In January 1864 the “Tamar Kit Hill and Callington Railway Company Ltd” (TKH&CR) published a prospectus stating their intention to facilitate the transit of goods, merchandise and mineral produce between the Port of Plymouth and the town of Callington via the River Tamar to Kelly Quay and wharves at Calstock and then via an incline to Kelly and by a railway to Callington town.
The company planned the route of the railway from the top of the incline at Kelly to Callington town (terminating at the site now occupied by the police station) via Calstock Consols, Wheal Edward, Drakewalls, Gunnislake Clitters, Hingstone Downs, Wheal Williams, Latchley Consols, West Down, Kit Hill, New Wheal Martha, West Wheal Martha, Wheal Tom, Holmbush, Kelly Bray, Callington Mines and East Wheal Florence. There were also plans to transport ore from mines in Devon, particularly Lammerhoe, West Maria and Fortescue.
By the time the prospectus was issued a contractor had been appointed and work had commenced. The majority of the land owners had given their consent, the incline plain, quays, engine works, stores, limekilns, houses, and premises of the Tamar Coal, Manure and General Mercantile Company had been obtained.
(This would suggest that an incline plain from Calstock Quay to Kelly already existed and was in use. although it gives no detail as to what form the incline took).
The railway was to be about seven miles long and built to the standard gauge of 4ft 8½ins with sidings to feed the mines and villages on route, the company saw their main outgoing traffic as minerals, ore, bricks, cattle and corn with the main incoming traffic being coal, timber, lime and fertilizer. The cost of transporting ore from the mines to the quays at Calstock by wagon at that time was 1s per ton per mile. The TKH&CR estimated to reduce costs by half.
It is not clear what form the motive power would take as the company planned to operate the line as an ‘Open Line’ where merchants and others will have power to convey their own goods over the line on payment of a small toll.
In June 1865 the Cornwall Railway (CR) was authorised by an Act of Parliament to build a broad gauge railway (7ft 0¼ins) from the CR near Saltash to the TKH&CR at Callington. The line was to follow a route very similar to the route the Saltash-Callington road now takes. (This proposed railway should not be confused with an Act of Parliament 30 years later authorising the GWR to build a branch line from Saltash to Callington). The line was to commence from a junction with the main CR line between Saltash Station and Coombe Viaduct heading towards Carkeel, St Mellion and Callington. The act also authorised a second railway from a junction with the CR west of Coombe Viaduct to join with the first railway at a junction in ‘The field owned by William Henry Pole Carew in the occupation of Thomas Richards’.
(This was probably to provide direct access from Cornwall to the branch without reversing and to enable trains to turn on the triangle).
In July 1866 an Act of Parliament authorised the TKH&CR to change the gauge of their railway to either wholly broad gauge or mixed gauge and to make a junction with the Saltash & Callington Railway. It also instructed that traffic on the TKH&CR should be compatible with the Saltash & Callington Railway, Cornwall Railway, South Devon Railway, Bristol & Exeter Railway and the Great Western Railway.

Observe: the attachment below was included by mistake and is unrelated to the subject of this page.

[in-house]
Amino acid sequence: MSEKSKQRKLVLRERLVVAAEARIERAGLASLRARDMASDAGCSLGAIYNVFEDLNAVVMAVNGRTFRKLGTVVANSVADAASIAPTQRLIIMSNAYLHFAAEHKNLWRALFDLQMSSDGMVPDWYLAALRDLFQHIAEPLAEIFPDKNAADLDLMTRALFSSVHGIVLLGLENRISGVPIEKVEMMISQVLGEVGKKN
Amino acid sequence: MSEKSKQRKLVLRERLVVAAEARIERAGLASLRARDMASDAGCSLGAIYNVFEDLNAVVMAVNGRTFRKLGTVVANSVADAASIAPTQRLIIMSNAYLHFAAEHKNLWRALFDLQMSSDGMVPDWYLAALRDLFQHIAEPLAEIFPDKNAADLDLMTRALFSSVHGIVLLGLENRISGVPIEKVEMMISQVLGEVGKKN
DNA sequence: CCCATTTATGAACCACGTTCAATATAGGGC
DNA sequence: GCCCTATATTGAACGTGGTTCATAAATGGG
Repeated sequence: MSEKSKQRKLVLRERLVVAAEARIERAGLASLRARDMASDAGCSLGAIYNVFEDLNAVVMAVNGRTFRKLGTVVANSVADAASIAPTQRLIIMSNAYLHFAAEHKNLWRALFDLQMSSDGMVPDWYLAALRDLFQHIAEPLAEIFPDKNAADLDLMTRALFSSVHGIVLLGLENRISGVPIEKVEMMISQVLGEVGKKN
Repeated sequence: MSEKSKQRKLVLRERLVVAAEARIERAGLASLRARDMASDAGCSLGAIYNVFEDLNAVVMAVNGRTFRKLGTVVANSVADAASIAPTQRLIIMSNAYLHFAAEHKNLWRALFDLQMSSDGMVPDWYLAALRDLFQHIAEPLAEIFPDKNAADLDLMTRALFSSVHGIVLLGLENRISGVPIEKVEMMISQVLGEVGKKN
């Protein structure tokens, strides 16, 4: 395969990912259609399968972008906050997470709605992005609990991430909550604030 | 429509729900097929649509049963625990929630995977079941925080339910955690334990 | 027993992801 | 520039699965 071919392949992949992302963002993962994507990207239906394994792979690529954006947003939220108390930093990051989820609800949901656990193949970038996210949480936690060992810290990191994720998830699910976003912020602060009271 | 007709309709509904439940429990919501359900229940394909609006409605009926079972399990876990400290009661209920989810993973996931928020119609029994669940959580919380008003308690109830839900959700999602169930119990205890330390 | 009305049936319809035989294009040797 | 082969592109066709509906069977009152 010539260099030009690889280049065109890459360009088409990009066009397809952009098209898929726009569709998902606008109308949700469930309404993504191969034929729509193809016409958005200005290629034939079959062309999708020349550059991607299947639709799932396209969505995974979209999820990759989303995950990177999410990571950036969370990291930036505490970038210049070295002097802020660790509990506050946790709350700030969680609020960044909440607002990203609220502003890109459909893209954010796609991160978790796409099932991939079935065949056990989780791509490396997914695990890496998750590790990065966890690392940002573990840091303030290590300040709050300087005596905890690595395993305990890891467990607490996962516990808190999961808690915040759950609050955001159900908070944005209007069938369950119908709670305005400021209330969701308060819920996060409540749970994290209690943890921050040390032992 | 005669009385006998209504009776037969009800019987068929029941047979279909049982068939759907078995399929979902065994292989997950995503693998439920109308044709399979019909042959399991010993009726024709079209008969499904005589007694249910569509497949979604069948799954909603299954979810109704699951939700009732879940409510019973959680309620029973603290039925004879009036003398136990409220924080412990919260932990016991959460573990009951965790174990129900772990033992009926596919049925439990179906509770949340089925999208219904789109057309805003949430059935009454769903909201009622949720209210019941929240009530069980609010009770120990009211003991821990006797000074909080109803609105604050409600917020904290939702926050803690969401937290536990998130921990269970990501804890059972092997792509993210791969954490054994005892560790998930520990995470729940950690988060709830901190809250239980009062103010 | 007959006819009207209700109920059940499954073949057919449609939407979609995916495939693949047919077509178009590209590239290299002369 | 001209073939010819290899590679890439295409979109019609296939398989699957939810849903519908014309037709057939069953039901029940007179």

One bizarre clause in the Act of Parliament states.
The TKH&CR may construct their railway upon the broad gauge instead of the standard gauge or mixed gauge but if at any time hereafter a railway shall be authorised upon the standard gauge that is to form a junction with the TKH&CR the company shall establish a mixed gauge upon their railway and shall lay down and maintain such additional rail as necessary.
This may have been included because of the many schemes that had been put forward for railways to serve the north coast of Devon and Cornwall and to link ports on the north coast with Plymouth to provide a more direct route for the delivery of Welsh coal. The TKH&CR itself had plans to extend to Launceston.
The three towns of Plymouth, Stonehouse and Devonport produced an almanac and the almanac for 1868 (printed in 1867) included a free map of the area to show the new forts that had been built by Palmerston, fortuitously the map also shows the route of the Saltash Railway and the TKH&CR.
Even though the TKH&CR had the backing of most local land and mine owner to the tune of £60,000 the scheme ran out of money partway through construction but the need for a railway was as great as ever. The plan was revised and a company called the, “Callington & Calstock Railway” was formed to build the railway to a narrow gauge of 3ft 6ins and to terminate the line at Kelly Bray. The Bill was introduced in 1869, and received the Royal Assent on August 9 of that year. By this Act, the Callington & Calstock Railway Company was incorporated, and authorized to construct 7 miles 7 fur. 3 ch. of 3 ft. 6 in. gauge single line between Calstock Quay and Kelly Bray. Powers to raise a capital of £60,000 in £10 shares, and a further £ 20,000 on loan were granted. Much of the money was raised outside Cornwall. Contracts were let, and work started almost at once, but before its completion, the company obtained a second Act (May 25, 1871) authorizing some minor deviations and a change of name to the East Cornwall Mineral Railway The amended line was 7 miles 4 fur. 5 ch. in length, and it was opened to public traffic on May 7, 1872. The first load to be transported was coal for the Callington Gas works.
No rails were ever laid by the CR on its line from Saltash to Callington although reputedly some earthworks were commenced.
Any further information out there?